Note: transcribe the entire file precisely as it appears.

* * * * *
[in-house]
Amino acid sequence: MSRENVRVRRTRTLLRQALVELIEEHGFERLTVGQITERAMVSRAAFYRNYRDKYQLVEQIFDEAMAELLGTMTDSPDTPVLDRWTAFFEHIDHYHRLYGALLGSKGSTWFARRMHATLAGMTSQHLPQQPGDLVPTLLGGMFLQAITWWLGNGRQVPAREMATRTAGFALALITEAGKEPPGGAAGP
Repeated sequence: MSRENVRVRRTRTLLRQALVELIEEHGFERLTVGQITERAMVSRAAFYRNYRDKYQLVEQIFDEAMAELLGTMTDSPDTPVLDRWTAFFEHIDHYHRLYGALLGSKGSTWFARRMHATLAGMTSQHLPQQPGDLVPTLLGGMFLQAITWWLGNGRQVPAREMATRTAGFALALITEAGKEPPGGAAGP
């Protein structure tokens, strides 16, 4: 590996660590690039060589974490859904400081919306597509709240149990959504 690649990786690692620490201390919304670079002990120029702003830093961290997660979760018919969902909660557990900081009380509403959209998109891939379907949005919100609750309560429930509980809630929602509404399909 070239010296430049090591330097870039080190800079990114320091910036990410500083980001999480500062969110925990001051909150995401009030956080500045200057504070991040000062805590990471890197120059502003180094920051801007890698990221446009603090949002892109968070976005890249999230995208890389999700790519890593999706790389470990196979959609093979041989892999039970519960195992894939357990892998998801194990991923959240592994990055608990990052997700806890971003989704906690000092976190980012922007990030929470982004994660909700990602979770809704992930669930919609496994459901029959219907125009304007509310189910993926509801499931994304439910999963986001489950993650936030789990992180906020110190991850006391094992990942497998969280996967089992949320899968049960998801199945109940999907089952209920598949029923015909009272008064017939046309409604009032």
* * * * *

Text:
[in-house]
Amino acid sequence: MSRENVRVRRTRTLLRQALVELIEEHGFERLTVGQITERAMVSRAAFYRNYRDKYQLVEQIFDEAMAELLGTMTDSPDTPVLDRWTAFFEHIDHYHRLYGALLGSKGSTWFARRMHATLAGMTSQHLPQQPGDLVPTLLGGMFLQAITWWLGNGRQVPAREMATRTAGFALALITEAGKEPPGGAAGP
Repeated sequence: MSRENVRVRRTRTLLRQALVELIEEHGFERLTVGQITERAMVSRAAFYRNYRDKYQLVEQIFDEAMAELLGTMTDSPDTPVLDRWTAFFEHIDHYHRLYGALLGSKGSTWFARRMHATLAGMTSQHLPQQPGDLVPTLLGGMFLQAITWWLGNGRQVPAREMATRTAGFALALITEAGKEPPGGAAGP
């Protein structure tokens, strides 16, 4: 590996660590690039060589974490859904400081919306597509709240149990959504 690649990786690692620490201390919304670079002990120029702003830093961290997660979760018919969902909660557990900081009380509403959209998109891939379907949005919100609750309560429930509980809630929602509404399909 070239010296430049090591330097870039080190800079990114320091910036990410500083980001999480500062969110925990001051909150995401009030956080500045200057504070991040000062805590990471890197120059502003180094920051801007890698990221446009603090949002892109968070976005890249999230995208890389999700790519890593999706790389470990196979959609093979041989892999039970519960195992894939357990892998998801194990991923959240592994990055608990990052997700806890971003989704906690000092976190980012922007990030929470982004994660909700990602979770809704992930669930919609496994459901029959219907125009304007509310189910993926509801499931994304439910999963986001489950993650936030789990992180906020110190991850006391094992990942497998969280996967089992949320899968049960998801199945109940999907089952209920598949029923015909009272008064017939046309409604009032």